While everyone has their own path, and it is impossible to come up with universal advice that summarizes everyone’s unique journey, I hope that these four guidelines can help you on your way.
1. Give it time and space.
Whether it’s you, your partner, your child, or your parent, take intense emotions seriously. Surrender all hopes that it’ll be over with quickly or that you can fit it in before you do something else. Clear your schedule and your space. Find a comfortable spot. Vow to be there, listening or journaling, as long as it takes.
This also works in the long term. There is no way to know how long it will take to heal from something. There is no way to predict exactly how much time will pass by until you become more proficient at holding yourself gently or at listening non-judgmentally. Release your need to know how long it will take. You are not in charge of, or privy to, that information. It will take as long as it takes. Your work is to take the time and make the space. Everything else is beyond your influence.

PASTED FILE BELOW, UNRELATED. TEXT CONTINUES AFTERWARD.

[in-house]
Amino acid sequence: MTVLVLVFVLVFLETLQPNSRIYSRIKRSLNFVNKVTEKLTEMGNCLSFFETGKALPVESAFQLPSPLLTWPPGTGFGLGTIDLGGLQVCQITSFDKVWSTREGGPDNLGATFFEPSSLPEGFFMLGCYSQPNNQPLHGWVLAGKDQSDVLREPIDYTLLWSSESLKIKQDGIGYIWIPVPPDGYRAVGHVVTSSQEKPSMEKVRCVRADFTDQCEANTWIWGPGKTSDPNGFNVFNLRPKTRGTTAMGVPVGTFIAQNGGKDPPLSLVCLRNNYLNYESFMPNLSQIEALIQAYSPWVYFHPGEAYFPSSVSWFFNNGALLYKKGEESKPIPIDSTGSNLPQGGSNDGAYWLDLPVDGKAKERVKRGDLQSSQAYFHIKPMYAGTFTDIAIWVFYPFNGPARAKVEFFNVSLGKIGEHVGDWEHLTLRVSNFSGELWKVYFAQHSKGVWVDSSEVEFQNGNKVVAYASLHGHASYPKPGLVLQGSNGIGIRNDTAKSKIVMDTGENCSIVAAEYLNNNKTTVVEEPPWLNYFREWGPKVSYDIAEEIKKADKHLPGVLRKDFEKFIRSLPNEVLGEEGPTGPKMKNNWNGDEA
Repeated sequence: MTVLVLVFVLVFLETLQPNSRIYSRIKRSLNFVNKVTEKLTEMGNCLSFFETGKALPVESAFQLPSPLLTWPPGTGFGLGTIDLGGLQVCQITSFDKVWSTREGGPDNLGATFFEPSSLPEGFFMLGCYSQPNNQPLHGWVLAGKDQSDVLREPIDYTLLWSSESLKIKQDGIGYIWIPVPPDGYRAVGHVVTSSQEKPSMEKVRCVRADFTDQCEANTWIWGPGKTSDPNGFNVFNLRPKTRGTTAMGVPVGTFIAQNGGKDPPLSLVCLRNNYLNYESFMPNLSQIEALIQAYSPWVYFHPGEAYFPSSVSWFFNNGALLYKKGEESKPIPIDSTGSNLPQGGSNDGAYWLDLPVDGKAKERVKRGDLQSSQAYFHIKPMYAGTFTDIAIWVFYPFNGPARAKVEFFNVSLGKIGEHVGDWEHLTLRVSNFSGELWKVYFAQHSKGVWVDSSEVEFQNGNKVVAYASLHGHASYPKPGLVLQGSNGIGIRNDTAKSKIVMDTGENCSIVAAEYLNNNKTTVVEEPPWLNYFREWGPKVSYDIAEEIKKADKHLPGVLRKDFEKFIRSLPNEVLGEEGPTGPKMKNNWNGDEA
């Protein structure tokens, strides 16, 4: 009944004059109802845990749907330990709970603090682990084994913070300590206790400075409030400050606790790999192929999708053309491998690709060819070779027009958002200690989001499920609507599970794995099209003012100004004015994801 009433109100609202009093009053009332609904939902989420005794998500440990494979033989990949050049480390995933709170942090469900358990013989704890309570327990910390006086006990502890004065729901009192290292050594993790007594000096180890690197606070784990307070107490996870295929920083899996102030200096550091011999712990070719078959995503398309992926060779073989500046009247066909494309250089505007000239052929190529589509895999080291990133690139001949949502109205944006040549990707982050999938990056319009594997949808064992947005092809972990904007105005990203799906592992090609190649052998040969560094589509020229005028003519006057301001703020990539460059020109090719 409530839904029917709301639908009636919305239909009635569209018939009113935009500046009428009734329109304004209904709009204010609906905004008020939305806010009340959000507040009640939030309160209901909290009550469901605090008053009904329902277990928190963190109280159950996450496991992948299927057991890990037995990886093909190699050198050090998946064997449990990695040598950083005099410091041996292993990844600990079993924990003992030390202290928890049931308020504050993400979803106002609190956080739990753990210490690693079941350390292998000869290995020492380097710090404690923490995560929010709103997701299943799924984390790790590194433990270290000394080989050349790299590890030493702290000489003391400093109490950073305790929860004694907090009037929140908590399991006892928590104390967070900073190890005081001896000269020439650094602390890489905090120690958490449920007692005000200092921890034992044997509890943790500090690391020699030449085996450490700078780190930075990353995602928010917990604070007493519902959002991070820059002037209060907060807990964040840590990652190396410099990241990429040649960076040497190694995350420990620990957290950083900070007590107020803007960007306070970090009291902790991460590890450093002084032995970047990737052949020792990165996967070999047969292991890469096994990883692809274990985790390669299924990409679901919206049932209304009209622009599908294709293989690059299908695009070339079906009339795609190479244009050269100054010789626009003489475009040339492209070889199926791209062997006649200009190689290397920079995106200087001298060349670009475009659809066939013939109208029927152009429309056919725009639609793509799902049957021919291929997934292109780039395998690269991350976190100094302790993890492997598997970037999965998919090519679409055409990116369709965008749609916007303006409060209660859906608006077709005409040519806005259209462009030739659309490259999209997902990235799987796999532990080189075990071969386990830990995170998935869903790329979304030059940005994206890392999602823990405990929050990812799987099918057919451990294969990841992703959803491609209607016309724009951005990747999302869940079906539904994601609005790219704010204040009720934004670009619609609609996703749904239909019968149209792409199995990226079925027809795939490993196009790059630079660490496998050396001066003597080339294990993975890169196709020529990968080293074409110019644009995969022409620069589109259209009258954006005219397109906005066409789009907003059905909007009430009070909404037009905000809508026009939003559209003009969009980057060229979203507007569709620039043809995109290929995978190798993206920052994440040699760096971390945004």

2. Believe the emotion, not the words.
If you want to know the complete truth of a situation, don’t listen to a person who is angry or crying tell the tale. Intense emotions have a tendency to sway us into saying that things are “never” or “always” a certain way, which is seldom the case. Emotions make us blind sighted to the big picture. Always give yourself and others the space to speak the thoughts that are triggering the emotion, but don’t make any conclusions or decisions based on what you hear.
Also realize that some people, yourself included, may not have the vocabulary to speak their emotions in words, so they try to “show” you how they feel by making you feel the same way. This kind of behaviour is absolutely corrosive to connection, and the only way to stop is to learn effective emotional communication.
Learn to speak your own feelings and validate those feelings. Learn to identify and validate others people’s feelings. Learn to gently teach communication skills to the people you support by encouraging emotional expression while giving feedback on what that expression looks like. Make it clear that it is always okay to show emotions, but that certain words/actions are not okay, because they hurt you.
3. Practice compassion in conflict, communication in calm.
Conflicts are inevitable, however they do not need to be destructive. In fact, conflicts can be incredible opportunities for growth. That growth, however, rarely happens inside the emotional moment. It happens afterwards, when we come together to discuss what happened.